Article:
COVID-19 Business Indicators Show Recovery, But a Rocky Road Still Lies Ahead
The first half of 2020 has been burdened by one of the most brutal economic environments printing operations have likely ever experienced. While some economic indicators in the last month have been boosted by pent-up demand, optimism and other factors, a summer surge in virus cases will likely temper previous economic gains moving forward. States facing surges in cases have already begun to roll back or halt portions of their reopening process and will surely institute additional guidelines to prevent further spread.
Although a rise in cases will certainly set our economy back, it does not discount the clear steps toward recovery that the country has seen over the past few months:
- Unemployment rates continually decreased to 13.3%, 11.1% and 10.2% in May, June and July respectively. These numbers were much lower than what was anticipated by analysts.
- Initial jobless claims dropped below 1 million for the first time since March in the first week of August.
- In June, consumer spending, the anchor of our economy, jumped by 5.6%. This follows a record breaking increase of 8.5% in May.
- New orders for durable goods rose 15.1% in May and 7.3% in June.
- The Institute for Supply Management’s Manufacturing Report on Business indicated that the manufacturing sector grew in July with a PMI of 54.2%. Anything over 50 indicates activity is rising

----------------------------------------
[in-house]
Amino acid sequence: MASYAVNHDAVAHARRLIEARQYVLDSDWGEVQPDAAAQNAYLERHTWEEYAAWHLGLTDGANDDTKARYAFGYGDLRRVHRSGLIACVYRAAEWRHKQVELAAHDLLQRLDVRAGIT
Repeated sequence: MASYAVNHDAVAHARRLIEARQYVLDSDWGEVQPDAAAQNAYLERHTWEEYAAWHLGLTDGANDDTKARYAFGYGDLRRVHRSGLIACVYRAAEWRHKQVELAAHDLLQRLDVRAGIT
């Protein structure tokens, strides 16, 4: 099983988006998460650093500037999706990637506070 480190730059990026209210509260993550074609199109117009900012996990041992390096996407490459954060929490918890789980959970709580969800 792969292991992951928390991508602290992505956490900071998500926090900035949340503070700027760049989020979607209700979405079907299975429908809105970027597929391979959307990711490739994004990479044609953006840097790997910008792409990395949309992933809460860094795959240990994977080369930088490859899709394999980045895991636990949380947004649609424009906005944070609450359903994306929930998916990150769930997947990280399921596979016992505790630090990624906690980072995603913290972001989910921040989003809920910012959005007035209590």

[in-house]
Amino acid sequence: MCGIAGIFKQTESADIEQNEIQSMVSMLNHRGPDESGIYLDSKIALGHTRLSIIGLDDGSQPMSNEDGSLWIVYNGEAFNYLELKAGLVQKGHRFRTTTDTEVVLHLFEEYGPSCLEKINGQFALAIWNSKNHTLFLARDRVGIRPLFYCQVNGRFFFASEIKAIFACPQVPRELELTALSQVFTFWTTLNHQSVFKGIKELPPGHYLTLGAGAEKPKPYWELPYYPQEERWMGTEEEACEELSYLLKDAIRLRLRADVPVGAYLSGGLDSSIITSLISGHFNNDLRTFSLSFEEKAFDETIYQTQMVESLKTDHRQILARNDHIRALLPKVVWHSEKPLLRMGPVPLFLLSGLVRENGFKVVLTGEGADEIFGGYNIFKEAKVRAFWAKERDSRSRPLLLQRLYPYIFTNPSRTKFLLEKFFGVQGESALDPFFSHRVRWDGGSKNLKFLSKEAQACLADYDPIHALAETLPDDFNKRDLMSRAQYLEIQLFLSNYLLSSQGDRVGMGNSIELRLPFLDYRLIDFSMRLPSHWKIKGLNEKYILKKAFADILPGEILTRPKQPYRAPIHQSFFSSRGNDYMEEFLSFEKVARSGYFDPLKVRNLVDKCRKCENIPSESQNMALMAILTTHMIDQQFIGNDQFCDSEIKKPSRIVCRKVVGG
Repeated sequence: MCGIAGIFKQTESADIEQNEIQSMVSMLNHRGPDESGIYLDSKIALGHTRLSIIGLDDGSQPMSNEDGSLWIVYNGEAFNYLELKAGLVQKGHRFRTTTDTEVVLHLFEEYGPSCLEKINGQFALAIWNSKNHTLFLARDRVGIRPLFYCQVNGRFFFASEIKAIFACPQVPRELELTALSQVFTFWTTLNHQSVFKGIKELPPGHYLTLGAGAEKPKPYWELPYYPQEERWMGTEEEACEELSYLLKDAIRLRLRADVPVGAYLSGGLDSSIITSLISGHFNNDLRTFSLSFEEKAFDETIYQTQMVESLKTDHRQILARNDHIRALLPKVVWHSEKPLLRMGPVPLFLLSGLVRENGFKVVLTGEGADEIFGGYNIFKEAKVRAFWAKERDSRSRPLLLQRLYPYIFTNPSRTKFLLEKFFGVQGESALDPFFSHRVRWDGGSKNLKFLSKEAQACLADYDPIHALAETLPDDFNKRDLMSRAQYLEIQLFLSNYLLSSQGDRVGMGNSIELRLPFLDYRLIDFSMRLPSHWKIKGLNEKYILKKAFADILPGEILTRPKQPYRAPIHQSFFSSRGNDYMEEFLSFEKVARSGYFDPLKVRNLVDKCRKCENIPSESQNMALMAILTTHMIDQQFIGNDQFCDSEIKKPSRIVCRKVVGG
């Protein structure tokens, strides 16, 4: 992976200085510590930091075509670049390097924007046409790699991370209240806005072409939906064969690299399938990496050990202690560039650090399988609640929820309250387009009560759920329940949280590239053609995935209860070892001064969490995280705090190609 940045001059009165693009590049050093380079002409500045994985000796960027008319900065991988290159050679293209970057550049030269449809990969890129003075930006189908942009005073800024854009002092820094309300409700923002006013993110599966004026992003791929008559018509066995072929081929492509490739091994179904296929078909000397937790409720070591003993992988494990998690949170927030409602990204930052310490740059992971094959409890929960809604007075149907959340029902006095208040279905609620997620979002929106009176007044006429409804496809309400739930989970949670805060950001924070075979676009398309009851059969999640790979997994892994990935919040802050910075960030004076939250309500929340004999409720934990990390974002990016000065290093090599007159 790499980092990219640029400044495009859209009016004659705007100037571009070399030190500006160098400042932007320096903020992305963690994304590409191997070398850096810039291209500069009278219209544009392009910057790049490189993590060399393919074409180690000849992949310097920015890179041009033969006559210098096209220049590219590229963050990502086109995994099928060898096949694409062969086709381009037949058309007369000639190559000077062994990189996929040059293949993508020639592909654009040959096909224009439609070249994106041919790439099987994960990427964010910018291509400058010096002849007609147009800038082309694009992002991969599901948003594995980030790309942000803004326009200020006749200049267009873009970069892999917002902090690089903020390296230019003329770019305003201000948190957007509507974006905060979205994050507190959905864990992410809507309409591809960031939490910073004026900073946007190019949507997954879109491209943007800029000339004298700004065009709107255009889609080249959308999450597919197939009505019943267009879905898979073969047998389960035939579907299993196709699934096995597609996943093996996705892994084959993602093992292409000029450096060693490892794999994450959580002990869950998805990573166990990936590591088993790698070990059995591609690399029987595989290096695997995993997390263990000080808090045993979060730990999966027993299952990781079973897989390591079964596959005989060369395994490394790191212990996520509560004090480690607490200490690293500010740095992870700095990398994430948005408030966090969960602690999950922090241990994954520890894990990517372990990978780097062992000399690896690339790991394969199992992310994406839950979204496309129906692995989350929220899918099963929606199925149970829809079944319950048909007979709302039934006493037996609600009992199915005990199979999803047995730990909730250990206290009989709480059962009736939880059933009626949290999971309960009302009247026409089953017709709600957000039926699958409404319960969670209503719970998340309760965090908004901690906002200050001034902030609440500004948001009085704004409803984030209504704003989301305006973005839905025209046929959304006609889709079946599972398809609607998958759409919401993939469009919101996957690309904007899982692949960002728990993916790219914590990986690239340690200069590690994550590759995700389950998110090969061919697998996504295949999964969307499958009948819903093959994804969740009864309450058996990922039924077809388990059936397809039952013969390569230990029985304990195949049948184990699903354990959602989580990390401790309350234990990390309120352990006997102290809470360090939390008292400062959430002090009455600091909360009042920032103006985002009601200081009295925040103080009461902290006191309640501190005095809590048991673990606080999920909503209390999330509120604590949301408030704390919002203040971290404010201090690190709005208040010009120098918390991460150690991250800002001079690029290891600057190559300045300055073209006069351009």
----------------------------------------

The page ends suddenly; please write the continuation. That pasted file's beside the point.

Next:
Without these positive strides, the second wave of cases could have forced the economy to a new bottom, greater than the deepest parts of contraction earlier this year. In fact, many economists and analysts still believe that the worst is over and although full economic recovery may be delayed, things will continue to head in a positive direction aside from a few speed bumps.
Many printers echo this sentiment. In the second COVID-19 Print Business Indicators Report, participants indicated that activity as well as optimism was rising across all segments compared to the deepest days of the crisis. Throughout March and April, only around 5% of printers indicated that their sales, production, work on hand, and quote activity were trending upward. Since then, things have meaningfully improved for these companies. The figure below shows that more than 25% of firms surveyed report that sales, production, and quote activity rose, while just under 24% of respondents report work on hand trended upward. While this is a long way from where the industry wants to be as more than 70% are still seeing these metrics decline or stay the same, it is a vast improvement from the deepest part of the downturn. (Figure 1)
Moving forward, one key factor that will have a major effect on the economy and printing industry is the type of coronavirus aid package that the U.S. government passes. While a $400 weekly supplemental unemployment payment and a halt on payroll taxes for those earning less than $100,000 was passed through an executive action by President Trump, Congress is still struggling to agree on a new coronavirus aid package. It is assumed that there will be another $1200 stimulus check sent out as soon as the end of August which will help boost consumer spending, but many other details are still unclear.